Ken Cuccinelli lives in a fantasy world dominated by religious extremists like his masters at The Family Foundation and knuckle dragging Tea Party cretins (many of whom likewise fall into the Christianist camp). Being surrounded by Kool-Aid drinkers and speaking to crowds of spittle flecked far right racists and bigots - which is what the GOP base has become - Cuccinelli does not grasp that Virginia has changed over the last decade or two. Yes, areas in Southwest Virginia remains a fetid swamp locked in the past where racism, gay bashing and anti-minority bigotry are still socially acceptable. But other parts of the state - the parts with the larger population base - have changed. Even Hampton Roads has become more modern in its outlook, at least in relative terms. A column in the National Journal takes Cuccinelli to task for failing to see this new Virginia. Here are highlights:
Can a hardline conservative still win a governor's race in Virginia? Demographics suggest those days are gone.
Republican Ken Cuccinelli has acted on his passions and convictions throughout his political career, and that's now creating challenges for him in a state that's gone through profound changes for more than a decade. In a dyspeptic campaign between two flawed candidates, former national Democratic chairman Terry McAuliffe's positions are more in tune with the state's diverse, swelling population centers – and that could make the difference.
When Cuccinelli won a special election to the state Senate in 2002, Northern Virginia was at the start of an explosive decade of growth that transformed its people and politics. The four-county, suburban Washington region accounted for more than half of the state's growth from 2000 to 2010, as professionals and minorities flooded in. One third of the state now lives in Northern Virginia, and most of the rest live in the Richmond and Norfolk areas.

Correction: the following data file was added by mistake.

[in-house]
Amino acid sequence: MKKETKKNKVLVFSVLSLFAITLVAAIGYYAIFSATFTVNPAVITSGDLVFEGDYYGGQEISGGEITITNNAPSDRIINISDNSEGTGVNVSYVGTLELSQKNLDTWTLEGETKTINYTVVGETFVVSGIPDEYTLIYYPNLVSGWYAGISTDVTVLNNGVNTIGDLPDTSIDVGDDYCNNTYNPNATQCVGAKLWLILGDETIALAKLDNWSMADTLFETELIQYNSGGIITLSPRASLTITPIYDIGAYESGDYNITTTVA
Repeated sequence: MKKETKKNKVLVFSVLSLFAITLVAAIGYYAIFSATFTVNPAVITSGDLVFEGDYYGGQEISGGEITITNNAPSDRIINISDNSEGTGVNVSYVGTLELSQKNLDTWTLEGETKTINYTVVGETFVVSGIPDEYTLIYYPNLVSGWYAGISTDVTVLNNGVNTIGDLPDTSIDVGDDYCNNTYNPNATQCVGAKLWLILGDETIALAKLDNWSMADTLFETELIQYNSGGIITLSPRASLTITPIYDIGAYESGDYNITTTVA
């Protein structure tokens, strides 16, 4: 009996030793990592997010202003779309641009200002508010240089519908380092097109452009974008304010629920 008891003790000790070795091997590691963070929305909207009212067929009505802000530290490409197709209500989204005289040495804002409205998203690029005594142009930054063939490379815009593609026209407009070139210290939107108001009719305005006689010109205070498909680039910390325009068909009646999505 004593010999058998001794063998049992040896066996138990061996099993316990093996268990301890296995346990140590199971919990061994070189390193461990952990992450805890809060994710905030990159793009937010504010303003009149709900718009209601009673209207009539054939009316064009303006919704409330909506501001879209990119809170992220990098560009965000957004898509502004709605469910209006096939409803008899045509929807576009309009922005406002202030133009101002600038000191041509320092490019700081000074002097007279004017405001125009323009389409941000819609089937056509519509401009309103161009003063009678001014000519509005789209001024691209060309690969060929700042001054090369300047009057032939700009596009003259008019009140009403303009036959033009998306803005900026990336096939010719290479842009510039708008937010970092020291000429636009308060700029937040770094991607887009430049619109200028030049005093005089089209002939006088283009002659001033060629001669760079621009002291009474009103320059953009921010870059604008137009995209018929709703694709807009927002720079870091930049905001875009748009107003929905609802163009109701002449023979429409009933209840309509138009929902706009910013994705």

Diversity, meanwhile, has skyrocketed. The state Hispanic population nearly doubled over the period, and there was a 63 percent increase in mixed-race residents. The politics have evolved as you would expect, culminating in President Obama's landmark 2008 and 2012 victories in Virginia, powered by the Northern Virginia counties of Arlington, Fairfax, Loudoun, and Prince William.
It was always hard to see how Cuccinelli would hold his own among the suburban liberals and moderates in the region, particularly women, given his lawsuits against the Affordable Care Act and a climate scientist at the University of Virginia; his attempts to make divorce more difficult; and his opposition to gay rights, abortion rights, immigration reform, the new health law's Medicaid expansion, and a bipartisan plan to ease the terrible traffic that threatens to cramp growth in Northern Virginia.
McAuliffe's pollster, Geoffrey Garin, says Cuccinelli is "losing white moderates overwhelmingly" because he has "deliberately vacated any claim to the center." The campaign is pressing that point in TV ads on abortion and divorce that ask why Cuccinelli wants to interfere in people's lives. The tactic is working, judging by McAuliffe's double-digit leads over Cuccinelli among women in polls this month.
Cuccinelli also has watched a number of prominent Republican figures endorse his opponent. "These are the cards that he dealt himself;. . . .
New fodder for base-revving arrived recently in the form of proposed new federal regulations on coal plants. Cuccinelli and his allies immediately greeted them as a revival of the "war on coal" they say is being waged by Obama, McAuliffe, and Democrats. A Cuccinelli TV ad says it's also " a war on the working poor, our livelihood." But Virginia's coal mines are located in three southwest counties with a total population of about 82,000 compared with more than 2 million who live in Northern Virginia – so not that many people are affected. In fact, says McDonald, "those coal regions actually lost population over the last decade, they didn't gain it." Nor is McAuliffe leaving the coalfields to Cuccinelli. He is trying to cut into the Republican's support there with an ad highlighting a probe into whether Cuccinelli's office improperly helped energy companies in a fight against local landowners, and another featuring one of the landowners.
"The big question is whether Virginia has reached a tipping point," says Dustin Cable, a demographics researcher at the University of Virginia. If a candidate with as many problems as McAuliffe can win, the answer will be emphatically yes.
Cuccinelli - and for that matter "Bishop" Jackson and Mark Obenshain as well - are the dream candidates of the theocrats and extremists at The Family Foundation. All three need to be decisively defeated to send the message that The Family Foundation and its message of religious extremism, hate and bigotry are now radioactive with voters. Victoria Cobb and similar hate merchants need to be booted out of the GOP permanently.